A breakdown by state indicated that the wholesale value of cannabis ranged from $20 million in Vermont to $1 billion in California for adult-use marijuana.


Moreover, recreational cannabis was valued at $687 million in Colorado, $445 million in Illinois, $551 million in Michigan, $420 million in Nevada, $500 million in Oregon and $350 million in Washington State.


The study additionally found that farmers cultivated 24% more metric tons of adult-use marijuana in 2021 than the previous year. Overall, the sector grew 2,834 metric tons of cannabis, that "would fill nearly 15,000 dump trucks lined up end-to-end for up for 45 miles."


Likewise, researchers concluded that if medical marijuana states could be a part of the report, the total yield would be "about 3 to 5 times larger," making cannabis potentially the third largest cash crop in the US. Furthermore, the final tally would grow even more significantly if legal hemp yields were included in the analysis.


The report concludes, "None of the 15 legal states included in the Leafly Harvest Report officially list cannabis among their top agricultural commodities. Even though marijuana is the No. 1 crop in Alaska, Massachusetts, and New Jersey, regulators in two of those states don't even publish production totals. Legal marijuana became the No. 1 cash crop in New Jersey within months of the first store opening in April 2022."


"None of the 15 legal states included in the Leafly Harvest Report officially list cannabis among their top agricultural commodities. Even though marijuana is the No. 1 crop in Alaska, Massachusetts, and New Jersey, regulators in two of those states don't even publish production totals. Legal marijuana became the No. 1 cash crop in New Jersey within months of the first store opening in April 2022."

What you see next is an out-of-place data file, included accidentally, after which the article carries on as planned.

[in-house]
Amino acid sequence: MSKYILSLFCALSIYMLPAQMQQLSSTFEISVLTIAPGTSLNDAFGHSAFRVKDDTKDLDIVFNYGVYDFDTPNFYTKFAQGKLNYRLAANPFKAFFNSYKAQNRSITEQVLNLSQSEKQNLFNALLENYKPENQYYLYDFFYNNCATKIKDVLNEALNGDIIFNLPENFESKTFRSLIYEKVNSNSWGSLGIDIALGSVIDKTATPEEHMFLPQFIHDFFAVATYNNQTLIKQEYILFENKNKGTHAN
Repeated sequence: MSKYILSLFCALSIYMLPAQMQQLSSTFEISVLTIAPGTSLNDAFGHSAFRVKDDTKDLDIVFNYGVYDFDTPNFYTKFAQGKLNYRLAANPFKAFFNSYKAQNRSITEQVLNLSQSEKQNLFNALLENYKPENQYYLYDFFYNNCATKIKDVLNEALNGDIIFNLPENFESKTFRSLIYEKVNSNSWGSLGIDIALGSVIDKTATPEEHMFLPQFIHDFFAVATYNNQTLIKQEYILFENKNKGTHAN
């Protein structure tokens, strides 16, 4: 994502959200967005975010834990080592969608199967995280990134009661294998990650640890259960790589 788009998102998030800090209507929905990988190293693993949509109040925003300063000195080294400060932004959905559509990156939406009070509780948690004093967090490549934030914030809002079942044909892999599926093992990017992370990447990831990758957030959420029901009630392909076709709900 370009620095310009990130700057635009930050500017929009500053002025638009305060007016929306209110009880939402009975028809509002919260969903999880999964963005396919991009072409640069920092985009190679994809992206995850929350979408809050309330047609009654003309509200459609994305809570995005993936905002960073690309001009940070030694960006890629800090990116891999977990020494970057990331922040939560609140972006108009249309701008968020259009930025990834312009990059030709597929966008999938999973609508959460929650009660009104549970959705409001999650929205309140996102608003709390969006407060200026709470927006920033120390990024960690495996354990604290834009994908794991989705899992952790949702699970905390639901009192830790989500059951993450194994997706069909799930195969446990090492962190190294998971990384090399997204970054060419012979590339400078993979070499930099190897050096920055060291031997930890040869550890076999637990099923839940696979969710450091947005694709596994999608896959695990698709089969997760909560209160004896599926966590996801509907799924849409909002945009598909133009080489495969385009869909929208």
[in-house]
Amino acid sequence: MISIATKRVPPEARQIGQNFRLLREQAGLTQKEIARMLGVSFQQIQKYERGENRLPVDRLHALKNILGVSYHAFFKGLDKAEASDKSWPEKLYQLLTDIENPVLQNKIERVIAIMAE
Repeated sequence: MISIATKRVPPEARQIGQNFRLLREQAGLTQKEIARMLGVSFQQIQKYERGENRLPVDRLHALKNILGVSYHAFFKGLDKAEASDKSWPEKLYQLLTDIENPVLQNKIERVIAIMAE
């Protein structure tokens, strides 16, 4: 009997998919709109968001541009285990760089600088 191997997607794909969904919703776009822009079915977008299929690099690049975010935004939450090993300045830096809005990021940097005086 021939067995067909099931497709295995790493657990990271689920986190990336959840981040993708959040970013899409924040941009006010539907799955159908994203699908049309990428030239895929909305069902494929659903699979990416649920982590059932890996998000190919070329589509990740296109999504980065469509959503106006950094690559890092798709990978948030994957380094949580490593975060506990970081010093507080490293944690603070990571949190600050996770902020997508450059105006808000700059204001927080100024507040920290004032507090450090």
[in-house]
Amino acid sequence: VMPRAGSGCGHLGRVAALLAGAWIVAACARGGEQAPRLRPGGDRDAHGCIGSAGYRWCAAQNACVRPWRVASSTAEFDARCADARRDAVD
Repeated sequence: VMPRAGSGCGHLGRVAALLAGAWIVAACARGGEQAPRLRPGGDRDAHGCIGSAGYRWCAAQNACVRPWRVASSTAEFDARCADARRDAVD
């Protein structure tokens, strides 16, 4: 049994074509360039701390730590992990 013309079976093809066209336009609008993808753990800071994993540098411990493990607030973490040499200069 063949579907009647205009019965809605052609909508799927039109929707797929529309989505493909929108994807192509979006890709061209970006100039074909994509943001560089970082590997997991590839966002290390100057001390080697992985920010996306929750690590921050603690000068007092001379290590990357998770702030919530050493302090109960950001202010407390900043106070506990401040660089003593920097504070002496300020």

- Leafly's 2022 Cannabis Harvest Report


Numbers do not lie, and when it comes to cannabis, the "actual" truth provides even more eye-opening revelations. According to many experts, the American economy is either currently in or rapidly approaching a significant recession. Inflation is at a 40-year high, and consumer confidence is at an all-time low.


Nevertheless, despite all this negative activity, one sector of the economy is not only continuing to grow but may actually provide revenue and resources to help stem the tide. Another report released by Leafly this past February shed some favorable light concerning job growth in the cannabis industry. It found that almost half a million people are employed full-time in the cannabis sector, with more jobs being added as new state markets come online and mature.


For the first time last year, job creation in the marijuana industry eclipsed six figures, with 107,059 new jobs created. Compare that to 32,700 in 2019 and 77,300 in 2020. There is a clear and optimistic upward trajectory in not only the quantity of cannabis being grown and consumed in the United States but also in the fundamental expansion in employment opportunities, tax revenue, and the almost forgotten potential health and wellness benefits many express receiving from either medical or adult-use marijuana.


By next week, nearly half of the United States could have legal recreational marijuana, and 80% of states could have approved medical cannabis programs. It's not just a fun plant for teens to experiment with and annihilate a super-sized bag of nachos anymore. Marijuana is a socially, medically and economically powerful force that must be acknowledged and appreciated for what it can potentially be for the United States and the entire planet. Get out and VOTE!